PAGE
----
In CentralTrak’s final in a series of MFA graduate exhibitions this summer, Caleb Shafer’s video and sculpture installation opens August 20th from 8-10pm. The artist’s experiments with video and sound culminate in this brief opportunity for patrons to immerse themselves in an orchestrated multi-media experience.
In a discussion with fellow artist and CentralTrak graduate-student-in-residence Clayton Harper, Shafer reveals details about his practice and methodology.
Harper: Many of your works render motion at an almost uncomfortably glacial pace, which to me seems like a deliberate contrast with the fluid, fast manner through which we interface with technology today. What about this sense of time and motion interests you? Is it something you’re attempting to impose on the viewer, or is it rooted in purely formal concerns?
Shafer: The primary function of the motion is to capture the feeling of expectation. That feeling of uncomfortableness, not being able to “understand” what is happening. The extended length and “slowness” gives the viewer time to move past that expectation, revealing the screen itself along with the imagery on the screen.
H: The colors you employ also have this purely synthetic quality, reminiscent at times with Cory Arcangel’s Photoshop Gradient Demonstrations, but where Arcangel’s hues are sterile and austere your compositions seem ethereal, procedural, out of focus. Artificial, but somehow mystical. What are you pushing toward with these interactions between colors? Are they influenced by nature, technology, psychology, or something else entirely?
S: The colors I use become a representation of what could be on the screen or what has happened on the screen. They are the remnants of past media and work, a reflection of what “used to be” there. Using your words mystical and ethereal, they could be seen as ghosts of past media. They reveal how we view and interact with the screen. This is where my interest lies, how we choose what to believe and how we react to different ideas. What about the screen, and the imagery on it, becomes controversial, endearing, important, boring? If the screen’s “content” is reduced down to its basic forms (color, movement, time, shape), that content becomes a different presence, a presence that is invites personal interpretation. This is the space that I like to transform, uncovering something that may not have been seen before while revealing that the screen is an active mediator between you and the content, not just a passive technology in the exchange.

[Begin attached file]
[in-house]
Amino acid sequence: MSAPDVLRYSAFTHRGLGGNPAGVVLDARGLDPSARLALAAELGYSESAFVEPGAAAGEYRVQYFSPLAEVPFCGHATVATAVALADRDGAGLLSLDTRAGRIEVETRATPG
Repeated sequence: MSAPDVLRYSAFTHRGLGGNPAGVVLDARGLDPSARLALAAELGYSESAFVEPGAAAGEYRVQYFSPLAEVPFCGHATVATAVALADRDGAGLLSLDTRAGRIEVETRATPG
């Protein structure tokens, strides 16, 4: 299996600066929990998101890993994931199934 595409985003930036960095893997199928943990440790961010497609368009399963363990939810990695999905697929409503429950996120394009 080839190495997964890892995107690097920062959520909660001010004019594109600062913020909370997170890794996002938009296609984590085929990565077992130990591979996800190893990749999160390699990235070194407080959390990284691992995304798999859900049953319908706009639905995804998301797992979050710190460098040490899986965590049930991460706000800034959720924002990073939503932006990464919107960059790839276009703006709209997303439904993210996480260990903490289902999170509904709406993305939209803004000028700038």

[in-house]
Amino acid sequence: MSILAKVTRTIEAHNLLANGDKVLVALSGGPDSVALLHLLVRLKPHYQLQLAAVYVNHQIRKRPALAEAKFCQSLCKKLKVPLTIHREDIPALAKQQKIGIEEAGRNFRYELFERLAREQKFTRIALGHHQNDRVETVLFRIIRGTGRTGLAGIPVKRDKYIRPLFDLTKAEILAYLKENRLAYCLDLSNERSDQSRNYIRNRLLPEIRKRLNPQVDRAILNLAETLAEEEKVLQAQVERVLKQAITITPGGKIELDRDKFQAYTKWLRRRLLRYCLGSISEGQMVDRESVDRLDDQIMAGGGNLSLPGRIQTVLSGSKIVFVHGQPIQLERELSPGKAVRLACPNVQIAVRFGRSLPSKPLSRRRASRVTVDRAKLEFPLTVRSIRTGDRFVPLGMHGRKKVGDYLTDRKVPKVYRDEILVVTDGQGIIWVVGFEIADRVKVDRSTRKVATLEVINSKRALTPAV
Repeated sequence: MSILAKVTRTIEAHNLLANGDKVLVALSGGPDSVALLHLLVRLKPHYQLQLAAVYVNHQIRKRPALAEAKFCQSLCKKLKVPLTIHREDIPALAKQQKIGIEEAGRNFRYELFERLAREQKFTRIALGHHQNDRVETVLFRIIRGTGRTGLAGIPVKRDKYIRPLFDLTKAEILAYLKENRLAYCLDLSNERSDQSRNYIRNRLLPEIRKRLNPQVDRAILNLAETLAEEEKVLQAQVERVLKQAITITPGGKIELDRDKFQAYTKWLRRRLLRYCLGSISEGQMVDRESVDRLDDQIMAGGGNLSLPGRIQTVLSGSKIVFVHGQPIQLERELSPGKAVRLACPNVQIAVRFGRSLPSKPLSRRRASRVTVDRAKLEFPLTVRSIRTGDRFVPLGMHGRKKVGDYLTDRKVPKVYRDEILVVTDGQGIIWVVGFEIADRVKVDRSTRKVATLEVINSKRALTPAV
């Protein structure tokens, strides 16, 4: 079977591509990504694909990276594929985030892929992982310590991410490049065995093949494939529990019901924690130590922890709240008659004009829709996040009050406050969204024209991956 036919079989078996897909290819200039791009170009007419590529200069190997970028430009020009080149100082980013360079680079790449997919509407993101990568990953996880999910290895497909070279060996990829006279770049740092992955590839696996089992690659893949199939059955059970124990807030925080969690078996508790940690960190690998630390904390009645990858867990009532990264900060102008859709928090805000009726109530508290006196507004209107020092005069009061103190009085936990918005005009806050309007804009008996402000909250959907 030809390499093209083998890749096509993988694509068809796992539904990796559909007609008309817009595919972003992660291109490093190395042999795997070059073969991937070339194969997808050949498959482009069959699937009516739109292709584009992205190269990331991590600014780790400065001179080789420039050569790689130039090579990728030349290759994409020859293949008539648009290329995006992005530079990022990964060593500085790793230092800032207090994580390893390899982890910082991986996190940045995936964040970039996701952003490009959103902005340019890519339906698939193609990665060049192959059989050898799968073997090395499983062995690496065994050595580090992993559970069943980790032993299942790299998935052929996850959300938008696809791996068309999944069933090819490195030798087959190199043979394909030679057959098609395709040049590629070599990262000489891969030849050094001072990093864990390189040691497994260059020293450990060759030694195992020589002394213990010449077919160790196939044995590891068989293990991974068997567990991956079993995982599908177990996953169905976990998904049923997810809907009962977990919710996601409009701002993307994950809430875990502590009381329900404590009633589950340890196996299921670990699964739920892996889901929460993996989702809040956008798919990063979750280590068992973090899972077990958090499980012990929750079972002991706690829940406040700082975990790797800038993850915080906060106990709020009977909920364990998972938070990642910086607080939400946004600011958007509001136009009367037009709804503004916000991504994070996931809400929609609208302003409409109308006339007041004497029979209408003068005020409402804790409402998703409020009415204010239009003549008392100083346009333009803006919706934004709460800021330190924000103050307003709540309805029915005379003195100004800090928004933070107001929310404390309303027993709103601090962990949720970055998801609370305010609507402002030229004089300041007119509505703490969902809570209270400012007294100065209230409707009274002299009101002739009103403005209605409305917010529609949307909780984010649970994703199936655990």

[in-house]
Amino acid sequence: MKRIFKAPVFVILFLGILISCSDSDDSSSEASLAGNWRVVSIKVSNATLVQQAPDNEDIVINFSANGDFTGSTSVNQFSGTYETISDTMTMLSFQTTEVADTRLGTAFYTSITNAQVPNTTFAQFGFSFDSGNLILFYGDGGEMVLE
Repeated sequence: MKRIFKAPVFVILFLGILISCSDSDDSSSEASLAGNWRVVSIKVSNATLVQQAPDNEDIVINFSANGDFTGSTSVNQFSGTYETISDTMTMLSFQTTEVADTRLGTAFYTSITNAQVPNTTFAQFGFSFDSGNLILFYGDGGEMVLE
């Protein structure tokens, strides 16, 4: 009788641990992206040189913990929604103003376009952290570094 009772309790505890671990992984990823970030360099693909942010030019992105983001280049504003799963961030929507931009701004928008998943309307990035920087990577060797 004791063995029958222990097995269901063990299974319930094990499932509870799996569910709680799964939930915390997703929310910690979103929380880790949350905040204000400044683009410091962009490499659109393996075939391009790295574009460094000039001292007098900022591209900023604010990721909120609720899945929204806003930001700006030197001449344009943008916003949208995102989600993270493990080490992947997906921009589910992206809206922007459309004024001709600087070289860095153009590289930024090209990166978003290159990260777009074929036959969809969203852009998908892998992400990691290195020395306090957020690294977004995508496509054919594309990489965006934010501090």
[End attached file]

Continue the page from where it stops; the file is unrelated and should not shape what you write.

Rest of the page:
H: Sound is also a central component in your work and, as with your manipulation of color, it feels neither natural nor composed but radiated by unconscious technological phenomena. What kind of synthesis are you trying to produce between sound and image? Are they separate, competing, or synonymous forces?
S: The sound is what can bring the experience of the light and color to the viewing. The image exists as light exiting the screen. Sound resonates all around you, giving you an awareness of the image as light and not just a feature of the screen.
H: What kind of dialogue are you trying to create between hardware (monitor, screen) and software (video, image) in your work? In No Violence and Earth Delete for instance, you employ clusters of small, rugged monitors, a far cry from the sleek, weightless forms we might expect from work in the new media genre. As someone who works with digital media, how do you want these forms to be presented to the viewer?
S: The hardware is part of the video itself; it is not separate from the video. The video cannot exist in the physical world without a screen. The hardware is there as a reminder that the media only exists as physical object when something else is showing it. It is reliant on technology and that’s interesting to me because all current sources of media focus on the content while ignoring how it is to be seen. In very few instances are we able to see a film or other media the way it was created or meant to be seen. By giving each work its own hardware, the piece has its own way of being seen and becomes a finished work. As to the use of older, more industrial hardware rather than a flat screen TV, I believed the works needed a more physical presence instead of trying simulate that they existed outside of screen.
H: The viewer is not merely a hypothetical object in your work, either—in several of your pieces, they are incorporated both actively and passively into the images generated by the work. What kind of power dynamic are you trying to create between the viewer and the image, and would you describe these works as interactive or reactive? Where are you positioning the viewer?
S: In the actively putting the viewer’s image on the screen through video cameras, I am further implicating the viewer a part of the work, increasing awareness to their presence and involvement.
“Efficient Degradation of Contaminants” by Caleb Shafer will be at CentralTrak Aug. 20 – Sept. 3. The opening reception will take place Saturday, Aug. 20 from 8 – 10 p.m.
Sarah Larson, (214) 830-6429